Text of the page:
But that’s not all there is to me. My other dream continues to be that of changing the world little by little through volunteer work. When I don’t need to work anymore, what I’d like to do is volunteer for the Red Cross or even Green Peace. I’ve seen retired people on television during natural disasters who just pick up their lives, and drive their RV to the location that needs them. I’d be perfectly content to hand out water bottles out of the back of a van for people in trouble and displaced. It would be a way to give back to the world, hurting communities, and perfect strangers with a sort of random act of kindness that I could afford to do because I won’t be working anymore. I’d love it if my husband would want to come with me. But we could do our own thing during those brief weeks, if necessary.

Recently, I was listening to the radio and their was a story about retired people volunteering for such efforts through Green Peace. I loved that idea! That could take us all over the world to placed we’d never dreamed of going. (Sort of like being in Korea, which wasn’t even so much a dream - it just happened!) Now that I’ve begun to see the world as an expat and a tourist, I think it would be awesome to see more of the world as a volunteer. Then I could continue making a difference AND learning AND providing an example to my children of how to live a life “worthwhile.”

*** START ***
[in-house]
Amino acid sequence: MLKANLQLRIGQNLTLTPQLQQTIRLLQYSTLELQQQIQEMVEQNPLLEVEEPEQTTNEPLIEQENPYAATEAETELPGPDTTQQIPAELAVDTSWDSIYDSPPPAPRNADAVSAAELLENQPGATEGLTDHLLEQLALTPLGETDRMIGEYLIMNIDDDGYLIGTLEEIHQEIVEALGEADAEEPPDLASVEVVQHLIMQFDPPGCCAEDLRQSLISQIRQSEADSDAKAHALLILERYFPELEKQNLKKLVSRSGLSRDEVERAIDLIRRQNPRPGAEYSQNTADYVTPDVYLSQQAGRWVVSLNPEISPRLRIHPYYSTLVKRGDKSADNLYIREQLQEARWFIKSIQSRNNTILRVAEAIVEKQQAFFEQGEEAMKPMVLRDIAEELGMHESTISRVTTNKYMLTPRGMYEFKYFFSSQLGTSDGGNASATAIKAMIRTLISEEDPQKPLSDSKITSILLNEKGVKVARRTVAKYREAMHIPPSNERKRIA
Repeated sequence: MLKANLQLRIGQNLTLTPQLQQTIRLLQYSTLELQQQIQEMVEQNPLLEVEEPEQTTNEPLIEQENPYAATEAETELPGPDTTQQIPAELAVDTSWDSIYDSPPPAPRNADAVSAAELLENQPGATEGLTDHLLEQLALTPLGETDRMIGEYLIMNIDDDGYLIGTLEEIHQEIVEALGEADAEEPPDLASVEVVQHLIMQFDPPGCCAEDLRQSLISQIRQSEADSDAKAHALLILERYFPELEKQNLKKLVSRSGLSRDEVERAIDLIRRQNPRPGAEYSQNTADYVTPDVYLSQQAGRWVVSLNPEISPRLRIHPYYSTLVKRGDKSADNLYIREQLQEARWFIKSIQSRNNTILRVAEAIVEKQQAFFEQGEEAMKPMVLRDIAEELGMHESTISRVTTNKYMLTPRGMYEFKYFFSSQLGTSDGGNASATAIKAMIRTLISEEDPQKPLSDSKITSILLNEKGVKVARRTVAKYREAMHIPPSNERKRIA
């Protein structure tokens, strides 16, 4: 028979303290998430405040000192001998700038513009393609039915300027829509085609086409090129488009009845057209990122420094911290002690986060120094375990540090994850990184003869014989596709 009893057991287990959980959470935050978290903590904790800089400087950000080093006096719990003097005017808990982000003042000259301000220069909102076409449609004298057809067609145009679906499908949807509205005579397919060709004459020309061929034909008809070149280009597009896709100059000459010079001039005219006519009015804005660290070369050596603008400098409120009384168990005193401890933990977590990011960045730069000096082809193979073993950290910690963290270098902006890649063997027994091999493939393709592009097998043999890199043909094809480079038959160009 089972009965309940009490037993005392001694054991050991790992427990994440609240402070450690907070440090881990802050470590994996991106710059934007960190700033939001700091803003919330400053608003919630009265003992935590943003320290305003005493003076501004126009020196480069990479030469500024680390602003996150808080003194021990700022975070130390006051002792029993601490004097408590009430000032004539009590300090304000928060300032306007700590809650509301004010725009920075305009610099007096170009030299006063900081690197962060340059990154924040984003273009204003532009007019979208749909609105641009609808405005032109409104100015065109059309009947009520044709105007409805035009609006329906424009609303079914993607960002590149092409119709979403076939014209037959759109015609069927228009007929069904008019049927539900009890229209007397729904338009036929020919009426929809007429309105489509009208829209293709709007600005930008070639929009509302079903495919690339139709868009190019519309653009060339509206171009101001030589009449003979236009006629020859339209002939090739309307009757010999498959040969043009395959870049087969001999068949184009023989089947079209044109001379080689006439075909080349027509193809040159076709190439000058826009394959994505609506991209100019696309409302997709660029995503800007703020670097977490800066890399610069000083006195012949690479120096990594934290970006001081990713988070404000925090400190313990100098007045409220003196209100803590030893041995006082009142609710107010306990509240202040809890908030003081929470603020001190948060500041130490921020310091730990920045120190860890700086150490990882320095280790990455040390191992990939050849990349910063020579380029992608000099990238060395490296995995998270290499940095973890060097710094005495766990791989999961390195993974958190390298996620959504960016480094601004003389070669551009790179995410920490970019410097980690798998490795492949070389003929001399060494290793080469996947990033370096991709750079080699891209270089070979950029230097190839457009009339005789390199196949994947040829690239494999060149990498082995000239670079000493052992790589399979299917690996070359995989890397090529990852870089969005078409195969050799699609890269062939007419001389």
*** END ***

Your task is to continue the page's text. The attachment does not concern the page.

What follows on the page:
In the end, these all seem to tie together: education, learning, volunteering. They all come back to the idea of making a difference through living a life “for others” because for me that is the “stuff that dreams are made of”.

Tuesday, March 20, 2012

Growing up

My kids are entering a pool at Laguna de Boracay, our resort for our Spring Break. We're in the Philippines for a second time in two years. The kids are pretending to be dolphins. They are playing well together - for the moment. They're just like any other kids, right?

That depends on how you look at it. Many of their classmates from Green Bay will spend all of their growing up years in one community, or one state, or at least one country. They'll grow up seeing tons of American TV and commercials and magazines, be exposed to a culture that tells them to see the world and themselves in a certain way. Friday night football will be important. And cheeseburgers. And Packers. Body image. A "good job". Money. A big screen tv.